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-   -   Maintenance and Safety essentials for multi-day trips? (http://www.advrider.com/forums/showthread.php?t=871654)

SeattleStrom 03-18-2013 12:59 PM

Maintenance and Safety essentials for multi-day trips?
 
Sorry if this has been posted already somewhere in the forums (and I just couldn't find it).

I'm new to ADV riding. I have a Vstrom 650 and plan to try some of the ORBDR and WABDR this coming after-the-snow-melts season.

Unless I can find riding buddies, I'll be trying short sections on my own at first (day trips) - I'm lucky to live close enough to a couple of the WABDR sections, and have a trip planned to Bend mid-June and plan to try parts of Section 4 of the ORBDDR (like that since it crosses major highways a few times in the 1st half going West to East). Then building up to multi-day trips on the WABDR, most likely.

I could carry everything on my bike including the kitchen sink, but wonder what are the key essentials for any mechanical issues and safety/first aid issues (no point in the extra weight of stuff that I won't need).

Here are some things that I assume I'll need:
-Moto in good maintenance condition before I go (duh)
-Plenty of food/water in case I get stuck and can't ride out (and hiking boots for a potentially long walk
-tool kit in bike and other tools that would be important (need some input here on other critical tools for the vStrom 650)
-riding gear for all kinds of weather (hot, cold, dry, wet)
-tires in good shape (plan on using Heidenau K60 scouts)
-going to get a SPOT for emergencies - $100 is really cheap for that kind of safety backup plan.
-zumo gps (and map/compass as a backup)
-flat repair stuff (rasp and string tool, strings, slime compressor, bicycle pump as backup....really hope I won't need that)

-some sort of first aid stuff, but really need input on what to get.


So what should I also bring? I'm a firm believer in planning for the unplanned worst case scenario, particularly when on your own.

willys 03-19-2013 07:02 AM

Pay for the tracking function on the SPOT....it's well worth it.

Lone Rider 03-19-2013 05:35 PM

Spot is an overblown nanny device for weak people who know not what....

And I'll stick by that. :D

tricepilot 03-19-2013 05:52 PM

I personally know three inmates who have used SPOT in dire emergencies and it has gotten their ass out of a sling.

And +1 on the tracking feature. Tricewife likes that - it makes her happy to be able to "see" where I am whenever she chooses.

Keeping Tricewife happy keeps me in motos and travel time. Fair deal.

Jnich77 03-19-2013 06:02 PM

Quote:

Originally Posted by SeattleStrom (Post 20976184)
t)

-some sort of first aid stuff, but really need input on what to get.


  • Band-aids (obvious use)
  • Generic Benadryll cream (perfect for a bee collision at 70)
  • Motrin ( helps with aches and bruises)
  • Some form of eye wash (gets shit out of your eyes)
  • Kerlix gauze (covers road rash quite well)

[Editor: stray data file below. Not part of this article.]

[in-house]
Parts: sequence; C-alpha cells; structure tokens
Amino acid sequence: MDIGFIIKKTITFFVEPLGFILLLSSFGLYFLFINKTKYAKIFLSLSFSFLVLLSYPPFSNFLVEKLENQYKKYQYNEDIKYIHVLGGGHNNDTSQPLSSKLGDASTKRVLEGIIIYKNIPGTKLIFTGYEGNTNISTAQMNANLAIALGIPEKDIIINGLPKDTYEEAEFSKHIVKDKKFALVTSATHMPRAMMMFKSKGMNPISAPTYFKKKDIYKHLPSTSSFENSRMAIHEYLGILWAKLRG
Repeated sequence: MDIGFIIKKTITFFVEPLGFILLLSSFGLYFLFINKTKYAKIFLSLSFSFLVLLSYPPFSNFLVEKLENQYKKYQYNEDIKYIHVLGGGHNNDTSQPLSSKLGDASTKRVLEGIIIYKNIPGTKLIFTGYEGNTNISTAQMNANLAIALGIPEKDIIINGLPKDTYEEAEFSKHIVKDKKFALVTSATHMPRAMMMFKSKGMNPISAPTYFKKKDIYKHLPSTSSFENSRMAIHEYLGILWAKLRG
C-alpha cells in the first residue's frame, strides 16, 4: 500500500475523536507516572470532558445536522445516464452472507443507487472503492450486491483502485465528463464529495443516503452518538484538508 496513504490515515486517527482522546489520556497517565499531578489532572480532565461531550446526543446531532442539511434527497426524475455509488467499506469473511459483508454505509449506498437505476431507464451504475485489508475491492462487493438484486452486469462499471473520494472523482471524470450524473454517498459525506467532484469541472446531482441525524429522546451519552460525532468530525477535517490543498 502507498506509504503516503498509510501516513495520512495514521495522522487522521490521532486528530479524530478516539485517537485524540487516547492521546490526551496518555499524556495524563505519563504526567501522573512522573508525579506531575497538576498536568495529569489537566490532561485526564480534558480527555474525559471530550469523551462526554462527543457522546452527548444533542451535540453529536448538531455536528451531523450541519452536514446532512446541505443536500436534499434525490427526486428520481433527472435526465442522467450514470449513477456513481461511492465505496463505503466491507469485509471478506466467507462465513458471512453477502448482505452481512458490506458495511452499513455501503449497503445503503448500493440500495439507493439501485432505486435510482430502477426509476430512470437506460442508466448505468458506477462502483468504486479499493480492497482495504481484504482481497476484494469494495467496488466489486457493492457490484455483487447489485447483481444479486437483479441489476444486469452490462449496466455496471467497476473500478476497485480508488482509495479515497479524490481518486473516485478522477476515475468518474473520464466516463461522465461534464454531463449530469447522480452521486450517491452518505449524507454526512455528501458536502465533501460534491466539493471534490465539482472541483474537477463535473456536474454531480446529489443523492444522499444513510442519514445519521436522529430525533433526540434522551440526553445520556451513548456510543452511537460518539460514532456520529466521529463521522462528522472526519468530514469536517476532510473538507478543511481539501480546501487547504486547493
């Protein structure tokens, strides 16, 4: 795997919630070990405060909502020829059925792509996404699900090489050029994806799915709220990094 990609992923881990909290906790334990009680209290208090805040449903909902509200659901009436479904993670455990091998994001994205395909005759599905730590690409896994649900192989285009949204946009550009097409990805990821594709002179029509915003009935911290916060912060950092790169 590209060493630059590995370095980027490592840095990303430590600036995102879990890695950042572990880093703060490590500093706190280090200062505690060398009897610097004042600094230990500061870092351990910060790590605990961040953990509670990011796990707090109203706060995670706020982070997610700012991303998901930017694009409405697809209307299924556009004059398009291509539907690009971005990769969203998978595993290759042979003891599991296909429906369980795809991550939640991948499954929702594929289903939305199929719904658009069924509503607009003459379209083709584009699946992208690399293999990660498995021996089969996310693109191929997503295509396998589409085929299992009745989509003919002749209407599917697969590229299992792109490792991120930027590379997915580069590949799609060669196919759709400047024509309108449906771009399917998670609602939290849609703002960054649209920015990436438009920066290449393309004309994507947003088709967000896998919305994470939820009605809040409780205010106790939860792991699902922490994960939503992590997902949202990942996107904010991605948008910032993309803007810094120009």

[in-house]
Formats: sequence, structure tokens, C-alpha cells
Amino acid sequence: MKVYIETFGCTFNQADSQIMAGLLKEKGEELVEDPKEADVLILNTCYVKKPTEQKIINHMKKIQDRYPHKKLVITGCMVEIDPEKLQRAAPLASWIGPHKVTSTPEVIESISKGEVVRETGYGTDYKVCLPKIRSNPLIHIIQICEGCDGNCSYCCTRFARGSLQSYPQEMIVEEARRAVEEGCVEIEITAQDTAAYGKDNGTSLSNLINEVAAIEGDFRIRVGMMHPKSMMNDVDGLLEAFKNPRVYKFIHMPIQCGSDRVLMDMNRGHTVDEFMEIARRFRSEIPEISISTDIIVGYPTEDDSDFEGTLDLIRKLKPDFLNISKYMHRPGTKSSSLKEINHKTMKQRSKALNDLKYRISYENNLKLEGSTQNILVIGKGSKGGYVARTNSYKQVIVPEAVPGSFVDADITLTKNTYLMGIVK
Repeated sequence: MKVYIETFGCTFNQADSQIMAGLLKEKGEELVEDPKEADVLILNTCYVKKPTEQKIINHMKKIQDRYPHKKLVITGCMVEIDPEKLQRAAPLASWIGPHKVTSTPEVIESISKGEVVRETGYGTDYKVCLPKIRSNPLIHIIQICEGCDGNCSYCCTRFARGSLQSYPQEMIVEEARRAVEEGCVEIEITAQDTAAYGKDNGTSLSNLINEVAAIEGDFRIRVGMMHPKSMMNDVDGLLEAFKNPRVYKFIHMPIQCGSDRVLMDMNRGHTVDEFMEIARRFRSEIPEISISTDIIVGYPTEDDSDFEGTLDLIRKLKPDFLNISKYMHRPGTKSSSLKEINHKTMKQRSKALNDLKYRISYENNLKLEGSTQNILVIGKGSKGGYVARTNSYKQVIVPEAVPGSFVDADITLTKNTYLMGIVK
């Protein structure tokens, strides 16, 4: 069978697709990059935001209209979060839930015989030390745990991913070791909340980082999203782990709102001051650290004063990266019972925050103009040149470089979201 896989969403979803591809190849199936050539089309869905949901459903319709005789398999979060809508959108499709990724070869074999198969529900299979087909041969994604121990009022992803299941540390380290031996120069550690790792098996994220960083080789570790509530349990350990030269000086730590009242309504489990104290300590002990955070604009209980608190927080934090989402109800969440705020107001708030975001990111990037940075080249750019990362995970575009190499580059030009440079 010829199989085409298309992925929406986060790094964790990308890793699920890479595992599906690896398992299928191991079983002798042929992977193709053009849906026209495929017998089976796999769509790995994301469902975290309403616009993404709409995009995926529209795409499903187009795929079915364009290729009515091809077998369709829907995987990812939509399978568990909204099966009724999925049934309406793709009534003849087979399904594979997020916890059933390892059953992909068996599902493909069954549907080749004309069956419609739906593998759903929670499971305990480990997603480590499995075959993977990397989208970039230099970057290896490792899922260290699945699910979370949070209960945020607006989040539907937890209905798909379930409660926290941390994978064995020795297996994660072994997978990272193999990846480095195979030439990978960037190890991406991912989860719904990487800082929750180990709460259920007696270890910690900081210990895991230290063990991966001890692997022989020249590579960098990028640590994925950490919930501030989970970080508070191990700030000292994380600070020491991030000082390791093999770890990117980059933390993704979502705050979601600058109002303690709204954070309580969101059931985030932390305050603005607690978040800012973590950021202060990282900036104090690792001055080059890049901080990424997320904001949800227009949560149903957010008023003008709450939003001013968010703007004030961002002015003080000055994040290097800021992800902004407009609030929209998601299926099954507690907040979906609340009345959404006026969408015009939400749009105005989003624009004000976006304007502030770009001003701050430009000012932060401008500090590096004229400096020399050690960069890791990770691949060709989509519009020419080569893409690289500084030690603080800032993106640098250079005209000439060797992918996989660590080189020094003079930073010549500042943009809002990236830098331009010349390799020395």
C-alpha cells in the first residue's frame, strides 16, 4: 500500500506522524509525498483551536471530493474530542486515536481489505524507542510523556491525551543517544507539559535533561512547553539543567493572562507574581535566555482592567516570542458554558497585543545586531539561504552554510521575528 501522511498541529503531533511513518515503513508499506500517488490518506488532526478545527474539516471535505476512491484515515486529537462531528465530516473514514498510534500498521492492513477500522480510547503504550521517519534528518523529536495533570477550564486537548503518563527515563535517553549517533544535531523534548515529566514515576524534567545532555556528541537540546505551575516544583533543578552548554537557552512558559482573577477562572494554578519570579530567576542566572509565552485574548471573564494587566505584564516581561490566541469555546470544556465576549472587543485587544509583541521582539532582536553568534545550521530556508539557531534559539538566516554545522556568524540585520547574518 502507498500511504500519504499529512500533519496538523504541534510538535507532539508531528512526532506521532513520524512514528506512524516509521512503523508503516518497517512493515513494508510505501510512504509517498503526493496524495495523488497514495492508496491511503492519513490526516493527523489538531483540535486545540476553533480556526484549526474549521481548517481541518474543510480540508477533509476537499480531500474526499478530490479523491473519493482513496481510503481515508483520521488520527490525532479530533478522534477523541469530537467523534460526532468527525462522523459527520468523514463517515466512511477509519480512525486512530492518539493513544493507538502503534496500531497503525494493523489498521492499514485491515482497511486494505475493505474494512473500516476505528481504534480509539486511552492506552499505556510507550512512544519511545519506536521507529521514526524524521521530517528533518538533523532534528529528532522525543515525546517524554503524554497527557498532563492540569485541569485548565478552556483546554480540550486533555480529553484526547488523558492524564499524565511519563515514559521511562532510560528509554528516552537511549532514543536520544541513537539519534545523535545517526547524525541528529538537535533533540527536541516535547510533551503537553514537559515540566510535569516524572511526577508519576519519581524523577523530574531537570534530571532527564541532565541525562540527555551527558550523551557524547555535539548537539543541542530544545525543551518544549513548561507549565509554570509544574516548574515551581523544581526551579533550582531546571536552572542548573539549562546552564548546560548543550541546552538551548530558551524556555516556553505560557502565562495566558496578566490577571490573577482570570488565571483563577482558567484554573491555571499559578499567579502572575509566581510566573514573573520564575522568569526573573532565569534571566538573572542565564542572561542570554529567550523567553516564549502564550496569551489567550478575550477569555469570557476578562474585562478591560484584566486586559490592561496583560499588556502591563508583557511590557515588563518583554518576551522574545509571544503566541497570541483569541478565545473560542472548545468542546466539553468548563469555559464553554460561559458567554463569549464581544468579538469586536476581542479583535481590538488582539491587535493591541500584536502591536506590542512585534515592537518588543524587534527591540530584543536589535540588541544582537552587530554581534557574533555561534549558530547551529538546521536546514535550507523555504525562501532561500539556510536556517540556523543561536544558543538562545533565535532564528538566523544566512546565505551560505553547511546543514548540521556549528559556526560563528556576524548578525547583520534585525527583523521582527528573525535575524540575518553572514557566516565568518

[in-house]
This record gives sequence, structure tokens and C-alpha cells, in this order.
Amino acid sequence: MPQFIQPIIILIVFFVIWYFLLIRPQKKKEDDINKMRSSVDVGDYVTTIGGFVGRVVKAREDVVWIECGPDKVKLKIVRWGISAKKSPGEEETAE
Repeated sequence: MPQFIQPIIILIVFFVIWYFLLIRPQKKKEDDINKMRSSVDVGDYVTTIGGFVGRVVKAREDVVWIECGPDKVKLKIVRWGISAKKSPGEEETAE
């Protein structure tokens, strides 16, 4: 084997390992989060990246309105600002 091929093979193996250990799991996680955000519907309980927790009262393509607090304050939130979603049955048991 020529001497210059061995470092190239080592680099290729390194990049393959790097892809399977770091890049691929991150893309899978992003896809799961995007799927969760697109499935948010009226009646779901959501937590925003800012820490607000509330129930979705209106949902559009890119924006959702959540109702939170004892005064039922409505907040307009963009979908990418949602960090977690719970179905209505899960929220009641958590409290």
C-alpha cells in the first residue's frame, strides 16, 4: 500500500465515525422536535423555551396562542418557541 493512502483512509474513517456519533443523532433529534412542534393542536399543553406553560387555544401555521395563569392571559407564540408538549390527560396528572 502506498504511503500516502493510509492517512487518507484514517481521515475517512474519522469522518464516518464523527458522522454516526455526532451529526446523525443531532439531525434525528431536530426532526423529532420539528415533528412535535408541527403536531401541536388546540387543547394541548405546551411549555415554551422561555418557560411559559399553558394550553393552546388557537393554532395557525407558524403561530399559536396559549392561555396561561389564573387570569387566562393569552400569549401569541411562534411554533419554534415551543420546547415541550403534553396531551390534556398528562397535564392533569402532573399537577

• 2" medical tape (covers kerlix, stabilizes a joint, can be torn to a smaller size)
  • Sun screen
  • Tweezers
  • Trauma shears (cute all kinds of things)
Mine has some other goodies, but contents is based on the skill of the useras well as conditions.

tricepilot 03-19-2013 06:20 PM

Quote:

Originally Posted by SeattleStrom (Post 20976184)
-flat repair stuff (rasp and string tool, strings, slime compressor, bicycle pump as backup....really hope I won't need that)

Tip #1: Practice flat repair now. Don't wait to employ your kit when you're on the road for the first time. I've seen this too and it's a circus.

Tip #2: Practice removing your front and rear wheel to be able to remove the tires and remove/replace a tube. By doing this you will discover the mechanics of this process and the tools you will need to do so. I was in Big Bend last weekend and a rider in my group of 3 never did this and thus didn't realize he didn't have the socket to remove his front axle. My socket didn't fit. I got his axle off after I flagged down a passing Far Flung Adventure jeep and used their lug nut wrench.

Tip #2a: If you have a tubeless tire, practice with your string kit on a spare tire. You won't be able to hammer a nail or easily drive a screw into it without drilling a hole (trust me). Commence to using your tire kit on this practice road hazard as if you were by yourself in the boonies. I recommend Safety Seal tire strings (and their road hazard kit). They make both "regular" and "slim" strings. Carry both.

Tip #3: Practice tips 1 and 2 once per year. Tire removal/repair/tube exchange is a perishable skill and should be renewed annually. This also ensures you remind yourself to police your "tire kit" to be sure you have the things you need. There are plenty of YouTube videos on how to be fast and slick on tire removal.

Tip #4: For tubed tires, carry at least one front and one spare tube and use these immediately in the event of a flat. In other words, don't patch the original tube and put it back in. Put the new tube in and patch the one that came out. This patched tube is now your spare. If you've checked your tire carcass carefully to ensure there are no burrs in it, it's highly likely your new tube will be fine until you arrive at your campsite or hotel, that's when you patch the removed punctured tube. The patch will set nicely and you will have a fully functioning spare again. DO NOT SLIME TUBES. Slime tubes might be ok in some situations to seal punctures but if they lose air they will NOT HOLD A PATCH. Once you remove a slimed tube from a wheel it ceases to be a viable spare tube.

Tip #5: Leave your bicycle pump dealio at home. You won't have room for it. Test your slime pump before each trip and leave the rest to fate. Carrying backups for everything in a No0b mistake. It will be a bulky item that you shouldn't have to use - because you checked your Slime pump like a good boy.

willys 03-20-2013 07:31 AM

Quote:

Originally Posted by tricepilot (Post 20987135)
I personally know three inmates who have used SPOT in dire emergencies and it has gotten their ass out of a sling.